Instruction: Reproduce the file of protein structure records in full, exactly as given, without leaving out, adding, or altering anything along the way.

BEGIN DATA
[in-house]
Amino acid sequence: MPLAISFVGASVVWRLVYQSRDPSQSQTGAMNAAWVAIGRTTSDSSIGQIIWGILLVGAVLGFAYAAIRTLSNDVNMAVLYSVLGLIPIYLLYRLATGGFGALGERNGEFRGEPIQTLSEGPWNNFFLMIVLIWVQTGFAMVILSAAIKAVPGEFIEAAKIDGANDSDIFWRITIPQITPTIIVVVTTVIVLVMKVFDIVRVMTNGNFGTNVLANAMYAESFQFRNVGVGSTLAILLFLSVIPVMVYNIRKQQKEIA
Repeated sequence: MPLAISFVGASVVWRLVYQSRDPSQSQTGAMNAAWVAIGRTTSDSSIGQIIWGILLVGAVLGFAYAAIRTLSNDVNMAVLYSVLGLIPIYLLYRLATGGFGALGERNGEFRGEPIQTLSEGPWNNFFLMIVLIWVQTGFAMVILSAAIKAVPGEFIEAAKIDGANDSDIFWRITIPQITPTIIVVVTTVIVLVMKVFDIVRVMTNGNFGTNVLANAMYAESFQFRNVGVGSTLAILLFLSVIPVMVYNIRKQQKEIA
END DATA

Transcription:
[in-house]
Amino acid sequence: MPLAISFVGASVVWRLVYQSRDPSQSQTGAMNAAWVAIGRTTSDSSIGQIIWGILLVGAVLGFAYAAIRTLSNDVNMAVLYSVLGLIPIYLLYRLATGGFGALGERNGEFRGEPIQTLSEGPWNNFFLMIVLIWVQTGFAMVILSAAIKAVPGEFIEAAKIDGANDSDIFWRITIPQITPTIIVVVTTVIVLVMKVFDIVRVMTNGNFGTNVLANAMYAESFQFRNVGVGSTLAILLFLSVIPVMVYNIRKQQKEIA
Repeated sequence: MPLAISFVGASVVWRLVYQSRDPSQSQTGAMNAAWVAIGRTTSDSSIGQIIWGILLVGAVLGFAYAAIRTLSNDVNMAVLYSVLGLIPIYLLYRLATGGFGALGERNGEFRGEPIQTLSEGPWNNFFLMIVLIWVQTGFAMVILSAAIKAVPGEFIEAAKIDGANDSDIFWRITIPQITPTIIVVVTTVIVLVMKVFDIVRVMTNGNFGTNVLANAMYAESFQFRNVGVGSTLAILLFLSVIPVMVYNIRKQQKEIA